Monday, November 26, 2012
On Saturday I started reading Pygmalion (I'm a little behind on the blog entries) by George Bernard Shaw. Before I start giving you delicious quotes and vocabulary words from this book, I thought I'd give you a little background.
Pygmalion is a play published in 1912 by George Bernard Shaw. It's a short little thing, only around a hundred pages. Most of you are probably more familiar with the Broadway musical and subsequent film version, both called My Fair Lady. If you're not, the story goes something like this:
Henry Higgins is a diction coach and professor of phonetics in London. After meeting a young flower girl on the streets named Eliza Doolittle, who has a cockney accent that he finds horrifying, he makes a bet with his friend Colonel Pickering that with six months of lessons, mostly speech lessons, he can pass her off as a duchess at a ball.
The title comes from the Greek myth of a sculptor named Pygmalion who falls in love with a statue he creates. He entreats the goddess Venus to turn her into a living woman, a wish she grants, and then he marries her. This, of course, is a reference to Henry Higgins "creating" Eliza.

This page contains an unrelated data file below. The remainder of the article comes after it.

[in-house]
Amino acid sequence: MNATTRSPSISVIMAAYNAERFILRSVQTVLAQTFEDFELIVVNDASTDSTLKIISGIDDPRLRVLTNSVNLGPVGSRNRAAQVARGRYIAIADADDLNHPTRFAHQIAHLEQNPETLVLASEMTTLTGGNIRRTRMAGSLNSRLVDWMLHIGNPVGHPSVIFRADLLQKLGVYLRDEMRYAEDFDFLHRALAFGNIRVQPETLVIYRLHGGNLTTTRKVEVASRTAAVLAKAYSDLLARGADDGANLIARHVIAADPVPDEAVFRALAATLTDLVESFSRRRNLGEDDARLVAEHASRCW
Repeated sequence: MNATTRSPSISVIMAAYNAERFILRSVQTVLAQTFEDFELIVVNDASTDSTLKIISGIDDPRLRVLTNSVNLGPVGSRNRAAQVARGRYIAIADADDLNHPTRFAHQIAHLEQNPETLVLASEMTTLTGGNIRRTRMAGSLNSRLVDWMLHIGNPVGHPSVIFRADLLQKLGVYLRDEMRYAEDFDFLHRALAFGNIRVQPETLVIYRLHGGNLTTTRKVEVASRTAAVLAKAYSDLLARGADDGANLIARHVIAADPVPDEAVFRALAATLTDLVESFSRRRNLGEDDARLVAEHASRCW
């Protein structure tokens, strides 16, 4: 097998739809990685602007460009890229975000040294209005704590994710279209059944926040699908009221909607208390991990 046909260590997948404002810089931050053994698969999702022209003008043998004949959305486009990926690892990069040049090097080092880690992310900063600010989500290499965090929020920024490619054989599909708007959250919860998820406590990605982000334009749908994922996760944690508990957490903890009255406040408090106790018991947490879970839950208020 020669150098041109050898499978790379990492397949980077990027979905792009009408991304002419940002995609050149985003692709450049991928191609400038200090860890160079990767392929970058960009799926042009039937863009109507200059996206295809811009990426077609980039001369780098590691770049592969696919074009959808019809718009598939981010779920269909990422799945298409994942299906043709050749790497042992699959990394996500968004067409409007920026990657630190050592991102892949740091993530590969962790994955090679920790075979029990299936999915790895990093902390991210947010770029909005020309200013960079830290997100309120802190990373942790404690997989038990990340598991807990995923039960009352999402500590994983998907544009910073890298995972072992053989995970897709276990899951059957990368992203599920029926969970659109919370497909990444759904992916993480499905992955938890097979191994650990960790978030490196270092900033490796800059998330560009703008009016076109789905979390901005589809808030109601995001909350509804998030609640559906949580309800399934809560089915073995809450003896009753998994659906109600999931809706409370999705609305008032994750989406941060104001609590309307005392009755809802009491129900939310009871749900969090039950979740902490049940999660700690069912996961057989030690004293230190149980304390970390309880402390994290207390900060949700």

This story is significant for a number of reasons. First of all, from a pop culture perspective, it is entertaining and gave rise to a wonderful play and movie. Secondly, it is without a doubt a social commentary on the role of women in society, an aspect which was somewhat lost in the adaptations, I feel. You'll notice, if you're a history buff like me, that this piece was published right at the height of the women's suffrage movement in England. Thirdly, the play, although it is originally set in London and contains the London-specific idea of a cockney girl who learns to speak properly, has had remarkable success being adapted in a variety of languages and countries which proves that class structure and language as a function of that is a very culturally universal phenomenon and one that people can relate to all over the world.
I expect this will only take me a couple of days to read, as it is so short, but I'll try to fit in a couple more blog entries about it!